It is also due to the danger that the dogs posed at a certain time during the lifetime of the Prophet, that he ordered for the killing of the dogs, but he later rescinded this order (12, 13, 14, 15, 16). As we know, stray dogs pose as a nuisance and health hazard. They tend to defecate indiscriminately in the open (17), thereby posing a danger for children and pedestrians. In 7th Century Arabia, public hygiene was not at its utter best, and dogs up to today have always been known to be scavengers.

It is also worth mentioning that the health risks in getting too close to dog, allowing it to lick children’s hands, utensil and so forth, should not to be overlooked, especially as this has been affirmed by many experts.

‘Some lovers of the West in Muslim countries claim to be full of love and compassion for all living creatures and they wonder why Islam warns against this „best friend“ of man. For their benefit, we quote here a lengthy excerpt from an article by the German scientist, Dr. Gerard Finstimer, (translated from the German magazine: Kosinos) in which the author sheds light on the dangers to human health, resulting from keeping dogs or coming in contact with them. He says:

‘The increasing interest shown by many people in recent times in keeping dogs as pets has compelled us to draw public attention to the dangers, which result from this, especially because pet dogs are hugged and kissed and permitted to lick the hands of the young and the old, and what is worse, to lick the plates and utensils, which are used by human beings for eating and drinking. Besides being unhygienic and uncouth, this practice is bad manners and abhorrent to good taste. However, we are not concerned with such matters, leaving them to be addressed by teachers of etiquette and good taste. Rather this article is intended to present some scientific observations. From the medical point of view, which is our main concern here, the hazards to human health and life from keeping and playing with dogs are not to be ignored. Many people have paid a high price for their ignorance, as the tapeworm carried by dogs is a cause of chronic disease, sometimes resulting in death. This worm is found in man, in cattle, and in pigs. But it is found in fully developed form only in canines, and rarely in cats. These worms differ from others in that they are minute and invisible, consequently, they were not discovered until very recently.’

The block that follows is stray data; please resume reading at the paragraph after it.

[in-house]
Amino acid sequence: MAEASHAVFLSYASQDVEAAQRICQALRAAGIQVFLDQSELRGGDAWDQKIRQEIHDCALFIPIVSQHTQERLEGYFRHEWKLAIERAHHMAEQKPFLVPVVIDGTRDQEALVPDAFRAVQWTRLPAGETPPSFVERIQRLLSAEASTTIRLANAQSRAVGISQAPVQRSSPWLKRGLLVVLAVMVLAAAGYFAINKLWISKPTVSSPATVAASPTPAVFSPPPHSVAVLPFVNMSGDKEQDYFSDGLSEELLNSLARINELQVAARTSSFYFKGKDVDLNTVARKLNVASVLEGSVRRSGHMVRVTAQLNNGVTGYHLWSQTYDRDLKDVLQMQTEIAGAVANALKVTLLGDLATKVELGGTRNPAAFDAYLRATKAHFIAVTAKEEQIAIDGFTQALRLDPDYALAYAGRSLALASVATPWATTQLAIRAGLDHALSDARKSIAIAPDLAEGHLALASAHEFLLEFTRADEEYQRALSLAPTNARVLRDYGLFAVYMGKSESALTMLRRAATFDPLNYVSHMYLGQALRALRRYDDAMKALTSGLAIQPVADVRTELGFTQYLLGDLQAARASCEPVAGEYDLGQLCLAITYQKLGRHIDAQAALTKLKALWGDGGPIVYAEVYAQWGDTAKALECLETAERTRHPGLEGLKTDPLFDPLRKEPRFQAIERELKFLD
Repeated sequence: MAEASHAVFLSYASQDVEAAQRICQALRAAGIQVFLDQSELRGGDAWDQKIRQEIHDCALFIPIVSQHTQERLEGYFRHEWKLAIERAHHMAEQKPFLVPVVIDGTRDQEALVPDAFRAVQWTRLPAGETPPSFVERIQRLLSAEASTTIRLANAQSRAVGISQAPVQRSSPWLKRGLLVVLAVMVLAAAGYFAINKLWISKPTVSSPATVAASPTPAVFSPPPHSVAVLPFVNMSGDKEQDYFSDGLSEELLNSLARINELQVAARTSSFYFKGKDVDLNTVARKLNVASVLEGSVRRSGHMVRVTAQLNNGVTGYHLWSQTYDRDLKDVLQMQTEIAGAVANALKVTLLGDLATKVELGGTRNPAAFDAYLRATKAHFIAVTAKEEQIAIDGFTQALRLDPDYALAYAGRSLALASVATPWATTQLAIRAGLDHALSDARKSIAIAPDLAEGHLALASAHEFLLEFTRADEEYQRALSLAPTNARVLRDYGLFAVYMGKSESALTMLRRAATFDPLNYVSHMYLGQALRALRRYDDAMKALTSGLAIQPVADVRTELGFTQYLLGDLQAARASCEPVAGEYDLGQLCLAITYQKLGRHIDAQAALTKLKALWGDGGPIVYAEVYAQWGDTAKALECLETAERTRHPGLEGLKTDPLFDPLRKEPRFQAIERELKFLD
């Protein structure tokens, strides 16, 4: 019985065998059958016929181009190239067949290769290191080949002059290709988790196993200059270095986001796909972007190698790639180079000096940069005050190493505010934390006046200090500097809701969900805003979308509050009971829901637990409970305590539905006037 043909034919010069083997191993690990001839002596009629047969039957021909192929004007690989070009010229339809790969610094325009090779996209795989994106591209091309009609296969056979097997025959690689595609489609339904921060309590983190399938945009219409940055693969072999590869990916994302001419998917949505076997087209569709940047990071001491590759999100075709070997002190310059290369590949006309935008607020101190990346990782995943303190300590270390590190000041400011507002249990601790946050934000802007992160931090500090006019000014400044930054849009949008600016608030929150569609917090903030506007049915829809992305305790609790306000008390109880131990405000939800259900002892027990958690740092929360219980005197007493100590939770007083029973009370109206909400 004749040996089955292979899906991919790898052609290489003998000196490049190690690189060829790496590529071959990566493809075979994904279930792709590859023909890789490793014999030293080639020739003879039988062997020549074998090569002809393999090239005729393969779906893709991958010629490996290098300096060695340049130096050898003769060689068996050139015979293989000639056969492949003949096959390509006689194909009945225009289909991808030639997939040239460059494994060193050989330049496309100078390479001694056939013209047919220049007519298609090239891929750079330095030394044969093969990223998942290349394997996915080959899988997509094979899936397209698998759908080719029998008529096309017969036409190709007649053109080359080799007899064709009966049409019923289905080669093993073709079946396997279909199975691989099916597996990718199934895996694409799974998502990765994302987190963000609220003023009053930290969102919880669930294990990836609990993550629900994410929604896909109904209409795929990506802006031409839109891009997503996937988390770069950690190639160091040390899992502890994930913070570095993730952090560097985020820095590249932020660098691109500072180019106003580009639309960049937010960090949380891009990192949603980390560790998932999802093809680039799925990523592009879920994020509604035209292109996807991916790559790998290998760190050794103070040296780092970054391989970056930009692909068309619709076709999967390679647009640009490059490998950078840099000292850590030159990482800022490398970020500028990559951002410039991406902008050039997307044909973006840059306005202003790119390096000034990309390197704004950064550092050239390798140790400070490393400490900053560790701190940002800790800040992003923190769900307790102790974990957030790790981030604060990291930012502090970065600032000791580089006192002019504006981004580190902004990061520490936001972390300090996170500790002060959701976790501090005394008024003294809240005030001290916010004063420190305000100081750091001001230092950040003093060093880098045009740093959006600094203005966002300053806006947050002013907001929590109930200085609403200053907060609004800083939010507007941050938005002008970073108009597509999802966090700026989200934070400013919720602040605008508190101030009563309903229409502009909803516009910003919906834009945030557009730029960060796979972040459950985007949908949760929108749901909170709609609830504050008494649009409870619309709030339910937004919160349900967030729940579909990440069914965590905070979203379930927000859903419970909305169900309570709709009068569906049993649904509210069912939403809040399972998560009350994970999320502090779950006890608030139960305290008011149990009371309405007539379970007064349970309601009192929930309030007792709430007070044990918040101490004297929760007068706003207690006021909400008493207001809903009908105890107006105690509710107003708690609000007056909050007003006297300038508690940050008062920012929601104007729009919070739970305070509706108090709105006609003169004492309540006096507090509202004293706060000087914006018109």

With better veterinary care, and proper management today, with good sanitary practices, one may argue that the occurrences of such incidences should be markedly reduced.

It should also be stated that not all Islamic scholars regard dogs as impure. The Malikite Jurists maintain that the dog is pure, even its saliva, and this is the predominant opinion. Hence it is not obligatory to wash the body or the clothes, but the bowl that is being used in the home that was touched or licked by a dog, must be washed. The Hanafite Juristic School and some of Hanbali Jurists say that it is only the dog’s saliva that is filthy and impure, but its body is not. Imam Ibn Taymiyyah considers this view to be the most correct. Thus, if a person’s clothes get wet from touching the dog’s fur, this does not render them impure. Also, if one touches the dog’s fur after making ablution (wudu‘), this does not nullify the ablution, but if one gets touched with dog’s saliva, then one has got tainted with impurity, and it must be removed.

What this implies, is that apart from going into extreme in human’s relation with animals in general, dogs in particular, there is no harm in Islam with one’s getting in contact with animals as long as caution is demonstrated at all times.